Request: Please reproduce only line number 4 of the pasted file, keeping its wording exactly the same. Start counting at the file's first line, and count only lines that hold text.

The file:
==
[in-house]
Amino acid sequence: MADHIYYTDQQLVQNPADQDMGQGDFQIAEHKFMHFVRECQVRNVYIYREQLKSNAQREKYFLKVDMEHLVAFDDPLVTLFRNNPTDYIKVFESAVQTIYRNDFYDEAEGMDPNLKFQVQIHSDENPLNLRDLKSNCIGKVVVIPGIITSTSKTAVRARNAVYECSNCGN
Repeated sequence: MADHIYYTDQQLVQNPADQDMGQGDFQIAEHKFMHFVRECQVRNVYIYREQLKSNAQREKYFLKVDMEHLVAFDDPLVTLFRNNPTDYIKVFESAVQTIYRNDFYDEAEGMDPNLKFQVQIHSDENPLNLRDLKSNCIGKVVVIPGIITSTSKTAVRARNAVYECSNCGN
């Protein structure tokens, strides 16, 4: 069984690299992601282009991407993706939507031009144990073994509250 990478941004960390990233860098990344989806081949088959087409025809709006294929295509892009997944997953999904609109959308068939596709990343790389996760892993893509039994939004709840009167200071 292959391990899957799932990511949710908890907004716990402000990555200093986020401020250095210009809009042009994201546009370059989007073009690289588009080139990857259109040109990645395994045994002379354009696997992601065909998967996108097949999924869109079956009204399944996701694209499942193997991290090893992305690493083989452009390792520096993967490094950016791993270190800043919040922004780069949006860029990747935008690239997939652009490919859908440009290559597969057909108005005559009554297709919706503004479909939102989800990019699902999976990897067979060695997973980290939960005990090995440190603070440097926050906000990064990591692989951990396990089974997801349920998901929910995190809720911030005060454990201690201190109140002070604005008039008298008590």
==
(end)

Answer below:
């Protein structure tokens, strides 16, 4: 069984690299992601282009991407993706939507031009144990073994509250 990478941004960390990233860098990344989806081949088959087409025809709006294929295509892009997944997953999904609109959308068939596709990343790389996760892993893509039994939004709840009167200071 292959391990899957799932990511949710908890907004716990402000990555200093986020401020250095210009809009042009994201546009370059989007073009690289588009080139990857259109040109990645395994045994002379354009696997992601065909998967996108097949999924869109079956009204399944996701694209499942193997991290090893992305690493083989452009390792520096993967490094950016791993270190800043919040922004780069949006860029990747935008690239997939652009490919859908440009290559597969057909108005005559009554297709919706503004479909939102989800990019699902999976990897067979060695997973980290939960005990090995440190603070440097926050906000990064990591692989951990396990089974997801349920998901929910995190809720911030005060454990201690201190109140002070604005008039008298008590």